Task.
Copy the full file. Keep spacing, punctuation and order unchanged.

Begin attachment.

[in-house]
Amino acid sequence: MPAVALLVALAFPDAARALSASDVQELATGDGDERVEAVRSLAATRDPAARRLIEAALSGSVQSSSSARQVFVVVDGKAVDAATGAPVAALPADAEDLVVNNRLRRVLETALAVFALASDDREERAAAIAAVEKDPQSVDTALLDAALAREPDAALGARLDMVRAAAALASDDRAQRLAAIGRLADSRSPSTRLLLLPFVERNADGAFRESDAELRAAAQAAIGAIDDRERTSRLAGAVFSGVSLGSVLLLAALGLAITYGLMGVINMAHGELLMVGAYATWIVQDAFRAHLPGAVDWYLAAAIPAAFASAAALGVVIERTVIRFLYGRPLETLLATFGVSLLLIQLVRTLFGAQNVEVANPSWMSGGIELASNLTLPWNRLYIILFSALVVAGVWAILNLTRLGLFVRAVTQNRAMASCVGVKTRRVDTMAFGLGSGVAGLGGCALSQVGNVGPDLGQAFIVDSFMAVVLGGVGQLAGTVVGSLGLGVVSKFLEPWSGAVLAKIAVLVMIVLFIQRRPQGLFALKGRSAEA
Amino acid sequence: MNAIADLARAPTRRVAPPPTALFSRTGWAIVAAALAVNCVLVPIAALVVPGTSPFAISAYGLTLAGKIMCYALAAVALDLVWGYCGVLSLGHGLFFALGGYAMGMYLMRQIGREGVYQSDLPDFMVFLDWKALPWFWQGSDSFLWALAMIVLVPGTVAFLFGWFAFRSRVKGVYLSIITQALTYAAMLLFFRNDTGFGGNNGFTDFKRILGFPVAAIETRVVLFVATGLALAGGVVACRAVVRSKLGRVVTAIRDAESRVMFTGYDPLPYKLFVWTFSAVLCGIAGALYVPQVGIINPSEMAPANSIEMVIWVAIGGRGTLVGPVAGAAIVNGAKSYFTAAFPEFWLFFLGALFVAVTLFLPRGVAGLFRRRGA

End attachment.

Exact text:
[in-house]
Amino acid sequence: MPAVALLVALAFPDAARALSASDVQELATGDGDERVEAVRSLAATRDPAARRLIEAALSGSVQSSSSARQVFVVVDGKAVDAATGAPVAALPADAEDLVVNNRLRRVLETALAVFALASDDREERAAAIAAVEKDPQSVDTALLDAALAREPDAALGARLDMVRAAAALASDDRAQRLAAIGRLADSRSPSTRLLLLPFVERNADGAFRESDAELRAAAQAAIGAIDDRERTSRLAGAVFSGVSLGSVLLLAALGLAITYGLMGVINMAHGELLMVGAYATWIVQDAFRAHLPGAVDWYLAAAIPAAFASAAALGVVIERTVIRFLYGRPLETLLATFGVSLLLIQLVRTLFGAQNVEVANPSWMSGGIELASNLTLPWNRLYIILFSALVVAGVWAILNLTRLGLFVRAVTQNRAMASCVGVKTRRVDTMAFGLGSGVAGLGGCALSQVGNVGPDLGQAFIVDSFMAVVLGGVGQLAGTVVGSLGLGVVSKFLEPWSGAVLAKIAVLVMIVLFIQRRPQGLFALKGRSAEA
Amino acid sequence: MNAIADLARAPTRRVAPPPTALFSRTGWAIVAAALAVNCVLVPIAALVVPGTSPFAISAYGLTLAGKIMCYALAAVALDLVWGYCGVLSLGHGLFFALGGYAMGMYLMRQIGREGVYQSDLPDFMVFLDWKALPWFWQGSDSFLWALAMIVLVPGTVAFLFGWFAFRSRVKGVYLSIITQALTYAAMLLFFRNDTGFGGNNGFTDFKRILGFPVAAIETRVVLFVATGLALAGGVVACRAVVRSKLGRVVTAIRDAESRVMFTGYDPLPYKLFVWTFSAVLCGIAGALYVPQVGIINPSEMAPANSIEMVIWVAIGGRGTLVGPVAGAAIVNGAKSYFTAAFPEFWLFFLGALFVAVTLFLPRGVAGLFRRRGA